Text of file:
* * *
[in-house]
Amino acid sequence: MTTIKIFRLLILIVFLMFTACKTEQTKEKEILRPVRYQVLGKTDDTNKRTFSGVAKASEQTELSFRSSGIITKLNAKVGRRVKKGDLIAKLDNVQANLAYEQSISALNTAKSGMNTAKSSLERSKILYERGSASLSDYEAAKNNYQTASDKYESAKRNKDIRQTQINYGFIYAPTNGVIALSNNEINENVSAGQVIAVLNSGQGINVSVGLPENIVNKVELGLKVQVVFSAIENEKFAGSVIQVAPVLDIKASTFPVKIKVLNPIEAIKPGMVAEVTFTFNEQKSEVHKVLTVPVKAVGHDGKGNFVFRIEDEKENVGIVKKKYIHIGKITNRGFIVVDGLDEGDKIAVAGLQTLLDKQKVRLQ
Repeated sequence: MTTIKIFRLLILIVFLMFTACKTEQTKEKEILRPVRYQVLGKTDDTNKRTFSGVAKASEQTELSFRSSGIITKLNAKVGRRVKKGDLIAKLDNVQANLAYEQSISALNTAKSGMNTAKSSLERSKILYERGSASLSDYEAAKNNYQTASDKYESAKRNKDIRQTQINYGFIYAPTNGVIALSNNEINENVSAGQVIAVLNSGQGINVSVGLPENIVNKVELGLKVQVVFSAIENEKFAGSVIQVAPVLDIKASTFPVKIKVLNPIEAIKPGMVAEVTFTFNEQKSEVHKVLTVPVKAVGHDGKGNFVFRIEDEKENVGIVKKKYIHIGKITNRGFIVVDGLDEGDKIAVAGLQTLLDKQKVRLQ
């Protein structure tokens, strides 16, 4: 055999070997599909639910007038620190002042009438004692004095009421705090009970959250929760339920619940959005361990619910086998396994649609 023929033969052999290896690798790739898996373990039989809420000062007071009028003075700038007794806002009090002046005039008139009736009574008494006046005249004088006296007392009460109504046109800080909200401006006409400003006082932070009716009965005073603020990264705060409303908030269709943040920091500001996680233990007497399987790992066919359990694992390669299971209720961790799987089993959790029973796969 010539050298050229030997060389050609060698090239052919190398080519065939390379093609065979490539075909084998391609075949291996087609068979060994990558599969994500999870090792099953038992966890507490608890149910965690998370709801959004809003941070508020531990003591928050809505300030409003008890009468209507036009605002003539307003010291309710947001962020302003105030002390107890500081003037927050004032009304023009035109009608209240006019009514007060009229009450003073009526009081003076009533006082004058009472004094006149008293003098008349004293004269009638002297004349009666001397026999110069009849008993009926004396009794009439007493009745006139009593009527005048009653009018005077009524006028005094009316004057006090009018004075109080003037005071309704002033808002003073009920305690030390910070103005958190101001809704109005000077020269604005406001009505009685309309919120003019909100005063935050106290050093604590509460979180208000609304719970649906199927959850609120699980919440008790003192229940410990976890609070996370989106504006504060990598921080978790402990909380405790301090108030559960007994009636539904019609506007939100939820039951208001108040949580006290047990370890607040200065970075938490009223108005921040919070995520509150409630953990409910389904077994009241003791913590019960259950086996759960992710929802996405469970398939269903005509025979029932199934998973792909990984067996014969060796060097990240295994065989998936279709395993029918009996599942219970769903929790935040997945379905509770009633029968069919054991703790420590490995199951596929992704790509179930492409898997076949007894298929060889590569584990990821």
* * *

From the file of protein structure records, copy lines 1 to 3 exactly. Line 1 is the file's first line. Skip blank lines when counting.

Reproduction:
[in-house]
Amino acid sequence: MTTIKIFRLLILIVFLMFTACKTEQTKEKEILRPVRYQVLGKTDDTNKRTFSGVAKASEQTELSFRSSGIITKLNAKVGRRVKKGDLIAKLDNVQANLAYEQSISALNTAKSGMNTAKSSLERSKILYERGSASLSDYEAAKNNYQTASDKYESAKRNKDIRQTQINYGFIYAPTNGVIALSNNEINENVSAGQVIAVLNSGQGINVSVGLPENIVNKVELGLKVQVVFSAIENEKFAGSVIQVAPVLDIKASTFPVKIKVLNPIEAIKPGMVAEVTFTFNEQKSEVHKVLTVPVKAVGHDGKGNFVFRIEDEKENVGIVKKKYIHIGKITNRGFIVVDGLDEGDKIAVAGLQTLLDKQKVRLQ
Repeated sequence: MTTIKIFRLLILIVFLMFTACKTEQTKEKEILRPVRYQVLGKTDDTNKRTFSGVAKASEQTELSFRSSGIITKLNAKVGRRVKKGDLIAKLDNVQANLAYEQSISALNTAKSGMNTAKSSLERSKILYERGSASLSDYEAAKNNYQTASDKYESAKRNKDIRQTQINYGFIYAPTNGVIALSNNEINENVSAGQVIAVLNSGQGINVSVGLPENIVNKVELGLKVQVVFSAIENEKFAGSVIQVAPVLDIKASTFPVKIKVLNPIEAIKPGMVAEVTFTFNEQKSEVHKVLTVPVKAVGHDGKGNFVFRIEDEKENVGIVKKKYIHIGKITNRGFIVVDGLDEGDKIAVAGLQTLLDKQKVRLQ